In Kagbeni, Nepal, a village of fewer than 1,000 people nestled high in the Himalayas, rupees change hands inside shops and barley is traded for buckwheat in the streets, but there is no modern way to store wealth. The nearest bank is a three-hour hike away; while most villagers have a drawer or plastic bag filled with badly worn rupees, few bother making routine deposits or withdrawals. So when a family finds themselves with a little extra money, or in need of some, they look to their rooftops, where the Kagbeni version of a savings account is neatly stacked.
“We keep some wood inside for burning,” says Tenzin Namgyal, 39, who farms barley and buckwheat in irrigated fields along a nearby river. “We don’t touch the wood on the roof—unless we really need money. Then we can sell it.”
The wood on Namgyal’s roof, like most roofs in Kagbeni, has not been moved in years; it’s caked in a layer of dust. The Himalayas create a rain shadow in the area, and the dry air keeps the wood from rotting. That’s fortunate, since the nearest forested area is a four-hour hike away.
“I cut some of this wood when I was a child with my father,” says Namgyal.
Yeshe Gurung, 25, teaches Tibetan at the monastery in Kagbeni. He lives a two-hour hike away, in Dhakar Jhong, a village of about 30 houses perched on a mountainside. The rooftops there are also lined with firewood.
“When my family has extra money, we buy wood and stack it on the roof,” says Gurung. “When we need money, we sell some.”
As a general rule, banks set up branches and financial services where they think they can make a profit. Regions with low population density, as well as communities that tend not to have large savings, are unattractive to banks. What results are banking deserts, whose residents have minimal access to mainstream financial services.
The World Bank estimates that some 38% of adults worldwide are “unbanked,” a number that climbs to 70% in Nepal. As in many developing countries, cash in Nepal isn’t a good store of value: The country’s average annual inflation rate is above 8%. Cash reserves are also susceptible to loss, theft or damage. (By contrast, firewood theft is uncommon. In a village of 1,000, it would be easy to suss out a perpetrator.)
“Communities without access to banks will find other ways to store wealth,” explains Grace Tsiang, co-director of the University of Chicago’s College of Economics. “They can use commodities that retain value over time.”
Nepal’s firewood is just one example—anything that is locally available, can be easily traded, and has a limited supply can be used to store wealth. In India, gold is popular. Livestock is common in much of the developing world. In Laos, where the annual inflation rate has topped 20% for the past two decades, unexploded bombs from the Vietnam War litter the landscape and locals stack found casings in front of their homes. The casings can be used for everything from fence posts to flower pots, and scrap-metal dealers roam the countryside, ready with cash for anyone willing to sell them.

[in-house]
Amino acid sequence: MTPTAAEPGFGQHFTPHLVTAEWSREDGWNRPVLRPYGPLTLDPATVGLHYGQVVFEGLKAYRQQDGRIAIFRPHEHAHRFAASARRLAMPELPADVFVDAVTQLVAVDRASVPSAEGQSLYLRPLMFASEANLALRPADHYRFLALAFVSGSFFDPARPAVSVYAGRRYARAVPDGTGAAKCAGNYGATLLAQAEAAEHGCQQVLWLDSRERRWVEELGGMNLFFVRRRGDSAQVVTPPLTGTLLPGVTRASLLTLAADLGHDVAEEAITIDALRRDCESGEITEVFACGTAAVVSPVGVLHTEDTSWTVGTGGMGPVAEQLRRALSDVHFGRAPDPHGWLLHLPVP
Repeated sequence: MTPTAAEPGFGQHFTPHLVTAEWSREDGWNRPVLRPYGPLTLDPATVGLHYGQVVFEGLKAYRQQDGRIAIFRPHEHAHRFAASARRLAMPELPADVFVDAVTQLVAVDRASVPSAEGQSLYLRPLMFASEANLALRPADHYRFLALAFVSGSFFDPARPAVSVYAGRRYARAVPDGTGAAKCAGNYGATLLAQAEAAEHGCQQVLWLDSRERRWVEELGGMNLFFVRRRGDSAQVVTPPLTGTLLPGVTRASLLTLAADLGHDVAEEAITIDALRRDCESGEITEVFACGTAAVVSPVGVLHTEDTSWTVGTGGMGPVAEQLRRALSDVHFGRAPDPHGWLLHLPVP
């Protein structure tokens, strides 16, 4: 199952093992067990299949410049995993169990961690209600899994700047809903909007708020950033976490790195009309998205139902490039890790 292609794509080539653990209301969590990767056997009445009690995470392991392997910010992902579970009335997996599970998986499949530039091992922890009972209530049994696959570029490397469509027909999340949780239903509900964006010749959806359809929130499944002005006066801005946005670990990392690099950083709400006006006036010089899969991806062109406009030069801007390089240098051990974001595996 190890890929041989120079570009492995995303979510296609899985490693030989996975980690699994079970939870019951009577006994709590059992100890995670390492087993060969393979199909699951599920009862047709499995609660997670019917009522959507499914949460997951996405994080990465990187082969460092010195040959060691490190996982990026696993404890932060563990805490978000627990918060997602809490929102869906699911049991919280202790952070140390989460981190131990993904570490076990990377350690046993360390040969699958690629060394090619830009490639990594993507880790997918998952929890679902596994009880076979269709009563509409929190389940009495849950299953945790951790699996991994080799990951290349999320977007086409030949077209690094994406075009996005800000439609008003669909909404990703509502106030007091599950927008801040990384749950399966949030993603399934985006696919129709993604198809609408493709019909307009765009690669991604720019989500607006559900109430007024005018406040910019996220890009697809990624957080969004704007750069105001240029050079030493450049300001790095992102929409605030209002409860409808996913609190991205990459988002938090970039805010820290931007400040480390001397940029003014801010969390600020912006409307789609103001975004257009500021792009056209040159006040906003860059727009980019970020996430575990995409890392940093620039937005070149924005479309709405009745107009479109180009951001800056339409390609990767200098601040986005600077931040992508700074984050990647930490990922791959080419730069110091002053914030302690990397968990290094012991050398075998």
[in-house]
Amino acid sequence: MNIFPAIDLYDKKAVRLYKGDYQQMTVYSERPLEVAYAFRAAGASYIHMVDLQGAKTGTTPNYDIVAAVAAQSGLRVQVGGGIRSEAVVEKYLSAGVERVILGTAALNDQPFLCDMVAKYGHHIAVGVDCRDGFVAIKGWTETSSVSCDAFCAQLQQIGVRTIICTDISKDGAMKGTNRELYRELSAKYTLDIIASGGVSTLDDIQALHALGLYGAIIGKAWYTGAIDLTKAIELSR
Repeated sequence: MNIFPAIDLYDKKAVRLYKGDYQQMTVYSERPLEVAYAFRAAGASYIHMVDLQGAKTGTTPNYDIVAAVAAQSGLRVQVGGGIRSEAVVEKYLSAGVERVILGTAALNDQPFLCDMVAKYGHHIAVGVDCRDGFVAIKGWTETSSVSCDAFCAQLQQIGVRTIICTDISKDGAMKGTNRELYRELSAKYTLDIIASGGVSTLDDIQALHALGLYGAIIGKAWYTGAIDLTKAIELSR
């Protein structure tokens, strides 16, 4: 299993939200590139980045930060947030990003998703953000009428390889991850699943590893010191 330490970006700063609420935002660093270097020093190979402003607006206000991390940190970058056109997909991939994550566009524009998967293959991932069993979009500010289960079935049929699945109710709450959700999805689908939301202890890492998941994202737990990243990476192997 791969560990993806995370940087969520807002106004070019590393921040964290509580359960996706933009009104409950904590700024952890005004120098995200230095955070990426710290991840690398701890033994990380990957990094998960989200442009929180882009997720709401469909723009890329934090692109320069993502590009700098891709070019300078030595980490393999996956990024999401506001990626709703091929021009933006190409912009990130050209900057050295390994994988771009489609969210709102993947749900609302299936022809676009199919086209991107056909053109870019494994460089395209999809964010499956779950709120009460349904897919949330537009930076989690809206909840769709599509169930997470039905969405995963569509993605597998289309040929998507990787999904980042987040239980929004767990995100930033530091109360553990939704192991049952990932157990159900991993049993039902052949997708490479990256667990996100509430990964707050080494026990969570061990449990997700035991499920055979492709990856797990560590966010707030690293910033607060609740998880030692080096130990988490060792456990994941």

Mobile devices are also changing the financial landscape—in some countries, the unbanked use minutes as a way to transfer and store wealth. But the phones themselves are also providing expanded access to banking services.
Telecommunications companies in Africa have already begun to capitalize on this trend. Kenya’s M-Pesa, a mobile phone-based branchless banking service, launched in 2007 and now has more than 20 million users, previously unbanked.
“The next five years are going to be super interesting,” says Carol Realini, co-author of Financial Inclusion at the Bottom of the Pyramid and founder of mobile payment network Obopay. “As smartphones enter [rural unbanked] areas, there will be a natural pull to participate in electronic commerce and they could start to replace tribal currencies.”
Another potential alternative for the unbanked: cryptocurrencies such as bitcoin. Thus far, mobile banking has been dominated by sovereign currencies—bitcoin has made little headway in the area—and there are still many unknowns surrounding electronic currencies. There are, however, a number of bitcoin start-ups emerging with potential for growth.
“Once the technology is there and people say ‘wow, here’s a better way,’ things can happen pretty quickly,” says Realini. “It could be that they skip the sovereign currency and go straight from firewood to bitcoin.”
For Namgyal and Gurung, that future still seems far-fetched. Kagbeni was only added to the electrical grid in 2009; a handful of its hotels and restaurants have internet, but the power and Wi-Fi are unreliable at best. Dhakar Jhong, an agricultural village without a general store or restaurant, has no internet access. While the future of savings may be on its way, for now they’ll keep stacking wealth on their roofs.